Contents page from 'A Job at the BBC'.
(Click to enlarge)In 1973 Macleod would be involved with the BBC once more when BBC Scotland traveled to Florence, where Macleod spent much of the year from 1956 onward, to conduct an interview about his career at the BBC, life in Florence and his poetry.
Macleod reading 'To an Unborn Child'.
Two more titles complete Macleod's oeuvre; 'The Sisters d'Aranyi' (Allen & Unwin, 1969): a biography of Hungarian Emigre sisters (Jelly, Hortense and Adila d'Aranyi); two of whom became musical stars in their day but join Macleod in obscurity at present, and 'People of Florence: A Study in Locality' (Allen & Unwin, 1968): a study of Florence and its people.'The Sisters d'Aranyi' was the first of Macleod's non-fiction books I came upon and read and one which I fell in love with from the very first page.
First page of chapter one of 'The Sisters d'Aranyi'.
(Click to enlarge)The biography was a labour of love for Macleod who had been profoundly touched by Jelly d'Aranyi after seeing her play when he was a youth, he felt she ignited his love of music and that he owed pretty much all the knowledge he had of it, a knowledge on full display throughout the book, to that first fire of enthusiasm. I had heard only one recording of Jelly d'Aranyi prior to picking up the book but through Macleod's stirring descriptions of performances by Jelly and Adila as well as the countless touching, entertaining or astounding anecdotes and recollections concerning all three sisters compiled (most of which came from conversation with Jelly over an extended period, up to her death) meant that I soon shared something of the same love Macleod obviously felt for the sisters and has lead to a little digging which has increased my knowledge of the recordings of the sisters that hint at the reality reached for in Macleod's rapturous depictions.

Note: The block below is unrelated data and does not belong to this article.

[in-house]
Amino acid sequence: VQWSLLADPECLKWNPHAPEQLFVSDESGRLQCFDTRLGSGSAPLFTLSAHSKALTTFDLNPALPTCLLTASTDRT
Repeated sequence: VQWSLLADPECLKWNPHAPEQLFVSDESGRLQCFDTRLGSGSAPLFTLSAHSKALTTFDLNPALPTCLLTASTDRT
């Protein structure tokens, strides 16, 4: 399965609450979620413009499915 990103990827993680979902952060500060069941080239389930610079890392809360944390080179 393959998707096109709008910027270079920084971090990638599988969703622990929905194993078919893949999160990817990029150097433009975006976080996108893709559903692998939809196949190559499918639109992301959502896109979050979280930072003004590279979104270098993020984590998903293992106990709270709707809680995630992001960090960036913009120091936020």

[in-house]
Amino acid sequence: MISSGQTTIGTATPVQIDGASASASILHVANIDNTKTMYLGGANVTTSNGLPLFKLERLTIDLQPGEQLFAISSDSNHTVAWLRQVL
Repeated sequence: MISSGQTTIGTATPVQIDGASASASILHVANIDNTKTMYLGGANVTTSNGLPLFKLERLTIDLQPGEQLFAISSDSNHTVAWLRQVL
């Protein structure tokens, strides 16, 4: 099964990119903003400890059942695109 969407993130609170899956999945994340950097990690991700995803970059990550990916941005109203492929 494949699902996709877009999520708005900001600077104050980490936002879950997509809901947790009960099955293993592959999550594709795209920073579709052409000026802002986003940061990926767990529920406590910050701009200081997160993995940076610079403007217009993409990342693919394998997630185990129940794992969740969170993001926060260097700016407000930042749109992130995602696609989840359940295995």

Jelly d'Aranyi and Arthur Bergh - Vitali Chaconne in G Minor.
The work dedicated to the city of Florence is given the subtitle of 'A Study in Locality'. We can see what Macleod understands by the term 'locality' in the opening to 'The Sisters d'Aranyi' pictured above and it is clear it is an important idea throughout much of his work. It is clearly central to the Florence book but it also informs the realism of the localised Drinan works, is fruitful in his Russian studies, plays its part in the Macleod's approach to biography and, contracting the scope of its sphere to the self, provides the setting for the opening of his final poetic work.
Opening poem for 'An Old Olive Tree'.
(Click to enlarge)Macleod died in 1984 and in a fairly short space of time his work has been entirely sidelined if not largely forgotten. His body of work is mostly out-of-print and no extended consideration of his life and work has ever been published. The work has been done though, A PHD thesis by James Fountain has told the story of Macleod's life and career/s and has looked, in no small detail, at his poetical works and their development but so far it remains a thesis and has not seen commercial publication beyond its informing of Fountain's foreword to the Waterloo Press selection of Drinan poetry. The only other contribution to Macleod scholarship comes from Andrew Duncan who provides fine introductions to both of the Waterloo Press titles. With Macleod's drift in to obscurity a poet of genius and a unique voice in all the fields he explored has been temporarily silenced; an oversight that has begun to be addressed but is still far from being rectified.
- Ian Meads.
Click to read Macleod's 'Nightslide': a parody written to be part of Terence Gray's production of 'The Birds'.
Portrait of Joseph Macleod by Sadra Bronetti (1970)